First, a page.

What Is a Freelancer?

A freelancer is an individual who earns money on a per-job or per-task basis, usually for short-term work. A freelancer is not an employee of a firm and may therefore be at liberty to complete different jobs concurrently by various individuals or firms unless contractually committed to working exclusively until a particular project is completed.

Key Takeaways

  • A freelancer is an independent laborer who earns wages on a per-job or per-task basis, typically for short-term work.
  • Benefits of freelancing include the freedom to work from home or from a non-traditional workspace, a flexible work schedule, and a better work-life balance.
  • An example of a freelancer would be an independent journalist who reports on stories of their own choosing and then sells them to the highest bidder.

Understanding Freelancers

Typically, freelancers are considered independent workers and may do their contract work full time or as a side job to supplement full-time employment, time permitting. Freelancers, as independent contractors, typically require signed contracts for the job to be done and will agree to a predetermined fee based on the time and effort required to complete the task. This fee may be a flat fee or a per-hour, per-day, or per-project fee, or some other similar measure.

A freelancer tends to work in the creative, skilled, or service sector, such as in film, art, design, editing, copywriting, proofreading, media, marketing, music, acting, journalism, video editing and production, illustration, tourism, consulting, website development, computer programming, event planning, photography, language translation, tutoring, catering, and many more.

Freelancers and Taxes

The Internal Revenue Service (IRS) categorizes freelancers as self-employed. A self-employed worker, unlike an employee of a company, does not have their taxes withheld by the company with which they are doing business. Paying income taxes is, therefore, the sole responsibility of the freelancer, and estimated taxes must be paid in advance in quarterly installments. In addition to the income tax, a freelancer is also subject to the self-employment tax mandated by the IRS. The self-employment tax applies to a freelancer who earned $400 or more in any given tax year. The tax has two components: one for Social Security and the other for Medicare.

As the IRS considers freelancers to be business owners, they have to pay self-employment tax as both an employer and an employee. Social Security tax in 2021 is assessed at a rate of 6.2% for an employer and 6.2% for the employee (the rate for both employers and employees is set to hold steady in 2022). An independent worker such as a freelancer would be taxed 6.2% + 6.2% = 12.4%, as they are considered to be both an employer and an employee. The Social Security tax is only applied to the first $142,800 of income earned in 2021 (this so-called taxable maximum will be raised to $147,000 in 2022). The 2021 Medicare tax rate, which is 1.45% for both entities, is 2.9% for the self-employed worker. The total self-employment tax rate that a freelancer has to pay is therefore 12.4% + 2.9% = 15.3%.

Freelancers may qualify for certain tax deductions that business owners can claim on their business expenses. According to the IRS, these have to be ordinary and necessary expenses (O & NE) for the operation of the business. This means that a freelancer would not be able to claim a deduction on an expense that they would normally make without the business. Some examples of deductions that can be claimed include home office deductions, such as rent and utilities, the costs of traveling to a job, the costs of entertaining a client, the cost of courses or certifications that directly relate to the business profession, and more.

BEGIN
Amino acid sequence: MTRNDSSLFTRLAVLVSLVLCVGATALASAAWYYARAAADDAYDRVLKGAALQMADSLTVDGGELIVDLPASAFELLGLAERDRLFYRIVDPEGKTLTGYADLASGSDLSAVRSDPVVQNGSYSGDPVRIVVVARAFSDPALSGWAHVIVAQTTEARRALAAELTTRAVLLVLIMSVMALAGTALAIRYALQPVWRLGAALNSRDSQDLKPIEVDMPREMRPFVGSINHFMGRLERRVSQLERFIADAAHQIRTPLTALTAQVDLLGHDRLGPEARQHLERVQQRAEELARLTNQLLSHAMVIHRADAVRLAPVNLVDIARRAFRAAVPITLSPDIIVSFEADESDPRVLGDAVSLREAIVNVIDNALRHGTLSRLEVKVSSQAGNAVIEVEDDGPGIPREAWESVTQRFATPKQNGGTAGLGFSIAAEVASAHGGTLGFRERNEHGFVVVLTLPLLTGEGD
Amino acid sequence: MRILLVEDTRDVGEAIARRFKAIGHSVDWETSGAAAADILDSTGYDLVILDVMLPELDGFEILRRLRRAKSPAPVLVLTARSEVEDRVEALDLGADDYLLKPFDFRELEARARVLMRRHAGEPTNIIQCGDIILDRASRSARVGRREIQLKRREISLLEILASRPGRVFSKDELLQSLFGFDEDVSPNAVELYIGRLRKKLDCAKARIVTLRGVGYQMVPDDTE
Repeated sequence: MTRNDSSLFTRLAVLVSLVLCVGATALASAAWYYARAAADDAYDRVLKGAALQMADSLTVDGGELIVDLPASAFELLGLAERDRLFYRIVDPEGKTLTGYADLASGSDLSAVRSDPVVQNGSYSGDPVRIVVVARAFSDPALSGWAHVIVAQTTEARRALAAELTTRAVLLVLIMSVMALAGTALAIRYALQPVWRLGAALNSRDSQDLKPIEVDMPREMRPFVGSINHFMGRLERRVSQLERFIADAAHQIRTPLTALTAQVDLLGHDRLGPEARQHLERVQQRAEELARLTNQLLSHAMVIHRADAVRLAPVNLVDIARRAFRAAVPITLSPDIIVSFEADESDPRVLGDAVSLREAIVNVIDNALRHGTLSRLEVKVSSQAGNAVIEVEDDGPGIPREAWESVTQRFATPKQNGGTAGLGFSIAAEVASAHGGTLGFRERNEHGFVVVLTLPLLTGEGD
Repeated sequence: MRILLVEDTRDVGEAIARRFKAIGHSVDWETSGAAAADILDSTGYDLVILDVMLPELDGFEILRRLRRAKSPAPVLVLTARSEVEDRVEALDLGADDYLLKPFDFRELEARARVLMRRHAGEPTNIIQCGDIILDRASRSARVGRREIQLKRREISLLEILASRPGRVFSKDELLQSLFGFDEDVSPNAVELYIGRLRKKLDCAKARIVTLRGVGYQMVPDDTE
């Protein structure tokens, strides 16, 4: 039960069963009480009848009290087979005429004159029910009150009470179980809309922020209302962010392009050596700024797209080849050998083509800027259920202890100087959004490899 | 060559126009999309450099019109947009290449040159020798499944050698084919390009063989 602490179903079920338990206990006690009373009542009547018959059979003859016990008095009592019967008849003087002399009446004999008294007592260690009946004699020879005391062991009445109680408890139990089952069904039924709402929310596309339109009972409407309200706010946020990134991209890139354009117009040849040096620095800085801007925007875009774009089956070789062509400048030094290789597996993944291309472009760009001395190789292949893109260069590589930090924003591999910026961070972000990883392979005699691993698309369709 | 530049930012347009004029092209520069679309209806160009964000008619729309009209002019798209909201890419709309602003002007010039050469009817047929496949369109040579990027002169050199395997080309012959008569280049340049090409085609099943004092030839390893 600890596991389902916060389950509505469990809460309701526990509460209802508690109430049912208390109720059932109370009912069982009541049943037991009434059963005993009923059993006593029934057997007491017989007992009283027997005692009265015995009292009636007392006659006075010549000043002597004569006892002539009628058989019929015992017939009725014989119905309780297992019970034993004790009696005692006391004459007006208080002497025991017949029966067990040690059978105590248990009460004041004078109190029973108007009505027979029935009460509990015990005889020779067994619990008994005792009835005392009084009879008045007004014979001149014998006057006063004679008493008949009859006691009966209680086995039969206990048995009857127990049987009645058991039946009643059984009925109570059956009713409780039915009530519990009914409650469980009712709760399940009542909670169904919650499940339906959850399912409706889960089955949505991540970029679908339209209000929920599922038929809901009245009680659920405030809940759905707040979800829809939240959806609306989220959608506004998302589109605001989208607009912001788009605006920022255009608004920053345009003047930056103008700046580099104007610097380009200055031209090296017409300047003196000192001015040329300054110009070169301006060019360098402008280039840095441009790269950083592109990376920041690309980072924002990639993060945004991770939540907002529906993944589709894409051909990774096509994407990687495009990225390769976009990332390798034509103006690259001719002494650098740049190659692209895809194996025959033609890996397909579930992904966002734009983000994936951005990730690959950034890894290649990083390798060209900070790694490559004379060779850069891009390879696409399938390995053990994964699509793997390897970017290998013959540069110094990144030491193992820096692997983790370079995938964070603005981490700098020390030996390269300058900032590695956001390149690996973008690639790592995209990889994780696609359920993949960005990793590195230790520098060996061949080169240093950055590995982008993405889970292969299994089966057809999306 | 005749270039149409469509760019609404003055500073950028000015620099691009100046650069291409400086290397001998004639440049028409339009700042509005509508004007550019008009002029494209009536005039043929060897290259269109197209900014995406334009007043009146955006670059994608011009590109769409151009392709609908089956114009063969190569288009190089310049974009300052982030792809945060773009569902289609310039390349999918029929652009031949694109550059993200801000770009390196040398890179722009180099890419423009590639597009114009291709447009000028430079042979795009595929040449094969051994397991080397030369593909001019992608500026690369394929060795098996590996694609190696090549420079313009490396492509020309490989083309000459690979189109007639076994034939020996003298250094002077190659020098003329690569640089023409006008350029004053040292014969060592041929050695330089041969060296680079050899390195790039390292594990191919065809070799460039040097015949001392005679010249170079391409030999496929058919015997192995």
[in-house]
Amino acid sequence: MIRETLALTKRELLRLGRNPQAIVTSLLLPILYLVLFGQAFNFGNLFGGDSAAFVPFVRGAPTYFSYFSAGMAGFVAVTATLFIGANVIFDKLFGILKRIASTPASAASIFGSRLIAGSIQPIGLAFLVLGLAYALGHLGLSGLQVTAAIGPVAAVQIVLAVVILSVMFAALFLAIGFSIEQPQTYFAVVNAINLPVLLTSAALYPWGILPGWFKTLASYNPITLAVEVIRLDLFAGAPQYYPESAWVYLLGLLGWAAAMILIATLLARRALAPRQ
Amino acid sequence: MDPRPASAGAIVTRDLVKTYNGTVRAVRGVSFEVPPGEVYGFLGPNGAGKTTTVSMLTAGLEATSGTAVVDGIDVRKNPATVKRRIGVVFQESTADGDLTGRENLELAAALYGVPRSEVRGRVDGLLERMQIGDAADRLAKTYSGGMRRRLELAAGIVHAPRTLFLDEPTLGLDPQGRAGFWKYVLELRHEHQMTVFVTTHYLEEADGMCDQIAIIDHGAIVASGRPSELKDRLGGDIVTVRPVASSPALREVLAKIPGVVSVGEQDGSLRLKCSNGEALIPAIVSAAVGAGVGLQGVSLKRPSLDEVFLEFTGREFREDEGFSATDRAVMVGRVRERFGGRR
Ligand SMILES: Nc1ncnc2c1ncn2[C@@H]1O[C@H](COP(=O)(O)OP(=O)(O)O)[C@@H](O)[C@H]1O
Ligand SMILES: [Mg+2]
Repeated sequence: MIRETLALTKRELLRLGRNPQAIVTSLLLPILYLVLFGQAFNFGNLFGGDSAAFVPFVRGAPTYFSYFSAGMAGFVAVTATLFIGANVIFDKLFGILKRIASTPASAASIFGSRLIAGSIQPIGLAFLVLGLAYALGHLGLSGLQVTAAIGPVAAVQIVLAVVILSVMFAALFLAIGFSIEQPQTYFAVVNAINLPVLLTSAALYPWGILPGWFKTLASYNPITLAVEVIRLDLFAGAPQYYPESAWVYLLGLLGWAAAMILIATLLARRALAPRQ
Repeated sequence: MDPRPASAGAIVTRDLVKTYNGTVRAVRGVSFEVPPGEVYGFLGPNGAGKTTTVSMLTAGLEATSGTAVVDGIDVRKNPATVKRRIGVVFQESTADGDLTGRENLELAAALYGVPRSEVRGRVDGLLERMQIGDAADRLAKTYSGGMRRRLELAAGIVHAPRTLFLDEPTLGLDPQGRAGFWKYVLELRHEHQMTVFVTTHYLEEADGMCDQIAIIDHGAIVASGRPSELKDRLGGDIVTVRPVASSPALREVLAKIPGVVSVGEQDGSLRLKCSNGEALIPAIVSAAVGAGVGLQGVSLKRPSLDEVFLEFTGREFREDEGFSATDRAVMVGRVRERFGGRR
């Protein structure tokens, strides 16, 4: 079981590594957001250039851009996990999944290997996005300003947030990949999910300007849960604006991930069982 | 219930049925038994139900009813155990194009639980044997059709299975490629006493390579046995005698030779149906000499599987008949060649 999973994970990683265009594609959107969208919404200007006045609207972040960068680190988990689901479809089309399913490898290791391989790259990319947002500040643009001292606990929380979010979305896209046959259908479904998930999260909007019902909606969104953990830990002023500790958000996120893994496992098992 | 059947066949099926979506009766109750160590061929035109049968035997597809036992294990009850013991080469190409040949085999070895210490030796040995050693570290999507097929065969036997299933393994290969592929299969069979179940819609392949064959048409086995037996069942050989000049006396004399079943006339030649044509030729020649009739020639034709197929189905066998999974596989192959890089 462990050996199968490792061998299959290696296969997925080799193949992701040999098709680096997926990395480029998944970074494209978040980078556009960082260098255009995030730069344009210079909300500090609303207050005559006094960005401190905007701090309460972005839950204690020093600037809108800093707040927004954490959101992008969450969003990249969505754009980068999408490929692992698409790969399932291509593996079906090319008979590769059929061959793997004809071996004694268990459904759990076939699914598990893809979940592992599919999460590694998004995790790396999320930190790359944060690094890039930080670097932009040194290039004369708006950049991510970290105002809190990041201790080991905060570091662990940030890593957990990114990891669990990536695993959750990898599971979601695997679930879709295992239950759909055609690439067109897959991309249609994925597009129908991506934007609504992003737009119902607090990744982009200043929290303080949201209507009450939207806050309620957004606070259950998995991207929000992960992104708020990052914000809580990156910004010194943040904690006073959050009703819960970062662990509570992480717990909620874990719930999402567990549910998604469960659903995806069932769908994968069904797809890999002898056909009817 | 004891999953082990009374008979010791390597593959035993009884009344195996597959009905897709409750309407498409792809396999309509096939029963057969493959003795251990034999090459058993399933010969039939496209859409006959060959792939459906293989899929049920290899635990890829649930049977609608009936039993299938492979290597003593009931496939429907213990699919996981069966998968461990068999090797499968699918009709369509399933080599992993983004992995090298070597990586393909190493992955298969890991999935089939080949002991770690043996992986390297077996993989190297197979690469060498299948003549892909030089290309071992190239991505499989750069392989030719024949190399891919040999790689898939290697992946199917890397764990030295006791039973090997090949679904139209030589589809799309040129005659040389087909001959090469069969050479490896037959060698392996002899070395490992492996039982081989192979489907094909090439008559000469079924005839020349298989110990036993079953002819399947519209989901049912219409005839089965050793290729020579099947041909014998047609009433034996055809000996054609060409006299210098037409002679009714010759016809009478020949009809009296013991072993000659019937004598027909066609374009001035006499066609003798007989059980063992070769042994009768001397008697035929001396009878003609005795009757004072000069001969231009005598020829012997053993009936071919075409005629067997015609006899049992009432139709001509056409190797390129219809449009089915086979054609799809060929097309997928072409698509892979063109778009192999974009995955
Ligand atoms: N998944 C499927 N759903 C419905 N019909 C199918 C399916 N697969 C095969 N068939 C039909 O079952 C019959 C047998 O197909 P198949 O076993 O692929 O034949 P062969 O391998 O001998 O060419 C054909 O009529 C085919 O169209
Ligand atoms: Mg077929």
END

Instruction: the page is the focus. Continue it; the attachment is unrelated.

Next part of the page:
In the U.S. freelancers do not receive W-2 forms for income tax purposes and instead are sent a 1099-MISC tax form, which typically doesn't include any tax withholdings. A freelancer who provided services to multiple clients during a given tax year will receive 1099-MISC forms from each of those clients.

Freelancers are required to pay estimated income taxes to the IRS, in advance and on a quarterly basis, as they have no taxes withheld from their paychecks.

Benefits and Drawbacks of Being a Freelancer

The benefits of being a freelancer include having the freedom to work from home or other unconventional workspaces, a flexible work schedule, and a better work-life balance. Freelance work can benefit workers who have been laid off, reducing the incidence of overall unemployment in an economy.

Drawbacks include uncertainty about future income, job stability, and consistency with getting new work. There is also a lack of employer benefits, such as insurance and retirement plans, and sometimes lower per-hour rates compared with employed salary earners. Aside from those who qualified during the pandemic for Pandemic Unemployment Assistance (PUA), freelancers are not eligible for unemployment insurance.

Examples of Freelancers

An example of a freelancer would be an independent journalist who reports on stories of their own choosing and then sells their work to the highest bidder. Another example is a web designer or an app developer who does one-time work for a client and then moves on to another client.

Article Sources

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  2. Internal Revenue Service. "Self-Employed Individuals Tax Center." Accessed Oct. 23, 2021.

  3. Social Security Administration. "Fact Sheet: 2022 Social Security Changes." Accessed Oct. 23, 2021.

  4. Internal Revenue Service. "Deducting Business Expenses." Accessed Oct. 23, 2021.

  5. Internal Revenue Service. "Home Office Deduction." Accessed Oct. 23, 2021.

  6. Internal Revenue Service. "About Form 1099-MISC,, Miscellaneous Income." Accessed Oct. 23, 2021.

  7. U.S. Department of Labor. "Unemployment Insurance Relief During COVID-19 Outbreak." Accessed Oct. 23, 2021.